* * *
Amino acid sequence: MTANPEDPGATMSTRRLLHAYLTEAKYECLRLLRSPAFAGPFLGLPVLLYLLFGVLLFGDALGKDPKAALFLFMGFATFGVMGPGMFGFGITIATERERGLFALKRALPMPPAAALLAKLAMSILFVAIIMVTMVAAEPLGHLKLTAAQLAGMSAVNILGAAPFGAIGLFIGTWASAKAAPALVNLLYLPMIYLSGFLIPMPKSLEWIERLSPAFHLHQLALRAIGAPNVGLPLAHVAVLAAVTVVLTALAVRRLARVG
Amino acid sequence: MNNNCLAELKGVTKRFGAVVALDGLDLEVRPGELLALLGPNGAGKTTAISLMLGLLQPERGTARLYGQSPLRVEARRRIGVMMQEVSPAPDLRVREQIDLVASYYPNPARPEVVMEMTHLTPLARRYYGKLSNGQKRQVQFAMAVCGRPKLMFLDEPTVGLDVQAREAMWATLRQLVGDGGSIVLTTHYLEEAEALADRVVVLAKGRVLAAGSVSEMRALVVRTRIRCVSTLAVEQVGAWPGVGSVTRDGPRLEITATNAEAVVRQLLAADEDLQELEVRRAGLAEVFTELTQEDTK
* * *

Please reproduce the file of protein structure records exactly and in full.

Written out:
Amino acid sequence: MTANPEDPGATMSTRRLLHAYLTEAKYECLRLLRSPAFAGPFLGLPVLLYLLFGVLLFGDALGKDPKAALFLFMGFATFGVMGPGMFGFGITIATERERGLFALKRALPMPPAAALLAKLAMSILFVAIIMVTMVAAEPLGHLKLTAAQLAGMSAVNILGAAPFGAIGLFIGTWASAKAAPALVNLLYLPMIYLSGFLIPMPKSLEWIERLSPAFHLHQLALRAIGAPNVGLPLAHVAVLAAVTVVLTALAVRRLARVG
Amino acid sequence: MNNNCLAELKGVTKRFGAVVALDGLDLEVRPGELLALLGPNGAGKTTAISLMLGLLQPERGTARLYGQSPLRVEARRRIGVMMQEVSPAPDLRVREQIDLVASYYPNPARPEVVMEMTHLTPLARRYYGKLSNGQKRQVQFAMAVCGRPKLMFLDEPTVGLDVQAREAMWATLRQLVGDGGSIVLTTHYLEEAEALADRVVVLAKGRVLAAGSVSEMRALVVRTRIRCVSTLAVEQVGAWPGVGSVTRDGPRLEITATNAEAVVRQLLAADEDLQELEVRRAGLAEVFTELTQEDTK